So AWE ME is on the cusp of being an amazingly cool channel — they’re too new (only two vids posted so far) to get the full “NMR Seal of Approval” (we’re still working on one of those, so ironically our “NMR Seal of Approval” is too new to get our Seal of Approval), but they’ve cultivated a pretty wicked base concept so far.
AWE ME, which stands for Amaze, Wow, Educate ME is a destination channel for the Never-Never Land crowd — arrested development types (like myself) who want to learn how to do cool shit (or just watch cool shit get done). Put out by the guy-savvy empire that is Break Media (they of Holy Taco, et al fame), let’s just say they’ve got a pretty firm grasp on the medium, and we can expect some eye-poppingly (both literally and figuratively) AWE-some stuff.
Currently, they’ve released two episodes of their ribbon-cutting series, a tasty little show called “Man at Arms” in which a tough-ass biker-looking mofo makes the weapons we all dream of wielding (ThunderCats ThunderCats ThunderCats Ho!). It’s damn engrossing thus far, so I fully expect the madcappery to continue on into episode 3 (and so on…)
Wanting a few more answers, I dialed up Mitch Rotter, Executive Vice President of Programming at Break to find out just what the hell is going on. Turns out he’s a pretty cool guy. And I’m not just saying that because I hope he sends NMR some sweet Break Media swag.
Your new YouTube channel is called “AWE ME” — what’s that about?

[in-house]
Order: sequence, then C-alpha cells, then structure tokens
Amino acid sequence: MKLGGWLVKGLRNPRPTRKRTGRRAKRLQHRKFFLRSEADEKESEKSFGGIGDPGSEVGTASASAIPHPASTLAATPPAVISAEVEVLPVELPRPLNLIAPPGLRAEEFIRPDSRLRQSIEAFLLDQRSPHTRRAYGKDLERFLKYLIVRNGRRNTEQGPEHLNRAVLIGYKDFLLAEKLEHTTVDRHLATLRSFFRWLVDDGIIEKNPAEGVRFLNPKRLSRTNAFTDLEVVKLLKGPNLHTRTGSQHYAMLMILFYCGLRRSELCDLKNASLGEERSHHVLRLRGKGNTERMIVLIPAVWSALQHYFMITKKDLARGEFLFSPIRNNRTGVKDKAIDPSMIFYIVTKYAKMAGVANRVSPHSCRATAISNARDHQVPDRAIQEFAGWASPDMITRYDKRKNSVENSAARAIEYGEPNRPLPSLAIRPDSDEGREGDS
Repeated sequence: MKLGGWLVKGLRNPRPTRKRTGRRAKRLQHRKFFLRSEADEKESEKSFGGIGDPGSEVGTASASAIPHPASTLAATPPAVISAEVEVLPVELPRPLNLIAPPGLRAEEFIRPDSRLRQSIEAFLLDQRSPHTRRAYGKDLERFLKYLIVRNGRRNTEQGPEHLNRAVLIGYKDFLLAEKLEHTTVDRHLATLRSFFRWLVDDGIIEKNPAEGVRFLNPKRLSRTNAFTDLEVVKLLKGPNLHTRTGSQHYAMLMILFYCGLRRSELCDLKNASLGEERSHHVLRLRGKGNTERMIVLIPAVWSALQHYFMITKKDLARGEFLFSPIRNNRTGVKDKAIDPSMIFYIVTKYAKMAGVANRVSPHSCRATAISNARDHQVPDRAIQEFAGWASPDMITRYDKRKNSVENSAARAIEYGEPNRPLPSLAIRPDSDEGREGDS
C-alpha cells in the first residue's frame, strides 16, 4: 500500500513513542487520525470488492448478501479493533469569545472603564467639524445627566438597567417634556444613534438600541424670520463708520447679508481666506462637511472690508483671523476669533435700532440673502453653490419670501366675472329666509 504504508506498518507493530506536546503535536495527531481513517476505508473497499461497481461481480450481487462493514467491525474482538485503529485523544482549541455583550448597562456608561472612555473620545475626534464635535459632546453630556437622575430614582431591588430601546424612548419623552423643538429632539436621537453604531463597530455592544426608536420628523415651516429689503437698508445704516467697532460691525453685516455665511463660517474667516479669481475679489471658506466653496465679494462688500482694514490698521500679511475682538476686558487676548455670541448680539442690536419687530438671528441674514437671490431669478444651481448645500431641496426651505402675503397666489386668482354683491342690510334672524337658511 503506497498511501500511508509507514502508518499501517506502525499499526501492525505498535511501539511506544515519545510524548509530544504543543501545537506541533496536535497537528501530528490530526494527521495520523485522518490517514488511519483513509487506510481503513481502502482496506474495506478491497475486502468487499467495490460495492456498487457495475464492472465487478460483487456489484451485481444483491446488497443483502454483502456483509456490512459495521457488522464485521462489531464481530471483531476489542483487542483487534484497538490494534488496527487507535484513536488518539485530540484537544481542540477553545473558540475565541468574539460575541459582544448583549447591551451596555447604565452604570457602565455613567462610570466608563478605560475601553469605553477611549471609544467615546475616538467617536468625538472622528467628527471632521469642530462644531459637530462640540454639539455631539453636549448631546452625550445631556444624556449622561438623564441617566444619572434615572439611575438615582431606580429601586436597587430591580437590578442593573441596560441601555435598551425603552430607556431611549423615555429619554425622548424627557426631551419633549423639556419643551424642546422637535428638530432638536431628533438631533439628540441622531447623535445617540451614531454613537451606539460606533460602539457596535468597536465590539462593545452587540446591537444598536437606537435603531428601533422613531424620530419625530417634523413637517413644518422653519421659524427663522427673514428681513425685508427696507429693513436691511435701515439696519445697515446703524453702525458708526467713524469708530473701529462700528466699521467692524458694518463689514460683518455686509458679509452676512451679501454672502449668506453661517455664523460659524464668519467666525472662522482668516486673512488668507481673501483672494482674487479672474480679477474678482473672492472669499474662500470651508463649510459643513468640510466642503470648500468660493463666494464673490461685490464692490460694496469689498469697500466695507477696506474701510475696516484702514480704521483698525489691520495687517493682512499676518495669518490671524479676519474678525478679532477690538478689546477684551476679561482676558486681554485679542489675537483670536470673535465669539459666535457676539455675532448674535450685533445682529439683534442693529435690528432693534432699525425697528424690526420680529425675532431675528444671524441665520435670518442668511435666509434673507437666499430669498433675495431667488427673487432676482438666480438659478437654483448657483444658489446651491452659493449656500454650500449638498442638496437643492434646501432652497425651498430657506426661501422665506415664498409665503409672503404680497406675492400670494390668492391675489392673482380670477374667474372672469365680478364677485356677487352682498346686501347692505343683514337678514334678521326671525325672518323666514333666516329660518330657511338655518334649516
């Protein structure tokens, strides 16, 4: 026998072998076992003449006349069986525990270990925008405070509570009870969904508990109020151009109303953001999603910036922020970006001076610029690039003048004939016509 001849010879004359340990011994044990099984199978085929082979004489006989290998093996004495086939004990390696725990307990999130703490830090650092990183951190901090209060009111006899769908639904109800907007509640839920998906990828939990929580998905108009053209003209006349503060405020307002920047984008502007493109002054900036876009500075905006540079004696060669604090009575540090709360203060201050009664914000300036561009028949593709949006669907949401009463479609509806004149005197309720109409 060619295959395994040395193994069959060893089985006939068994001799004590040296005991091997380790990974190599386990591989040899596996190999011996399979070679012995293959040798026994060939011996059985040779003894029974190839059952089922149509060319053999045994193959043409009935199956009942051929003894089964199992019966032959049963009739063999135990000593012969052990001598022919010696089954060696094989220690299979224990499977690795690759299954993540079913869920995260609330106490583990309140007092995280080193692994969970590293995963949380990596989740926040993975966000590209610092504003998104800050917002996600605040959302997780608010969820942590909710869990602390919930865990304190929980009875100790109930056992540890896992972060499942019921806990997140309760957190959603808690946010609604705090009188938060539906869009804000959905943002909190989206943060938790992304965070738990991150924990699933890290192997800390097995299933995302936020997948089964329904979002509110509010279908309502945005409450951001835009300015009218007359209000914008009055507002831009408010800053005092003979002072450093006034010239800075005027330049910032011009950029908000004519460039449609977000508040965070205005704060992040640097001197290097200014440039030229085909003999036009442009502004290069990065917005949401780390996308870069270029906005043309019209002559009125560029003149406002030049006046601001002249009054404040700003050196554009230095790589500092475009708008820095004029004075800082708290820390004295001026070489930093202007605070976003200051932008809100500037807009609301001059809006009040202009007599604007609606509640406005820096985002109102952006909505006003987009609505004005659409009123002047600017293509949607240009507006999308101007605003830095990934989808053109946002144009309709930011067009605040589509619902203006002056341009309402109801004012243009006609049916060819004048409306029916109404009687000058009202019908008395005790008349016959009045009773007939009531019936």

Mitch: “AWE ME” is a play on words — it’s an acronym for Amaze Wow Educate ME. I wouldn’t specifically call it the “Discovery” of the cord-cutter generation, but we really wanted to capture interesting, amazing, science-y oriented stuff that would appeal to a young male audience which is kind of our core demographic at Break Media.
You guys are specifically going after the male demographic?
Yeah, our entire business as a company — whether it’s the web properties we run like Break.com or MadeMan.com or our YouTube channels, our core is males 18-34.
Did you guys come up with the whole AWE ME idea because of the acronym? Did the play on words kind of create the business? Or did it just work out that way?
I think it’s a little bit of both, ‘cause we say we want something that’s awesome, that’s awe-inspiring. I think Keith, our C.E.O., was like, “Amaze me, Wow me, Educate me” — that’s A.W.E., and in that sense, we kind of worked backwards to what we wanted anyway.
You currently have one show on the channel — your first show — and it’s called “Man at Arms.” Can you tell me a little more about that?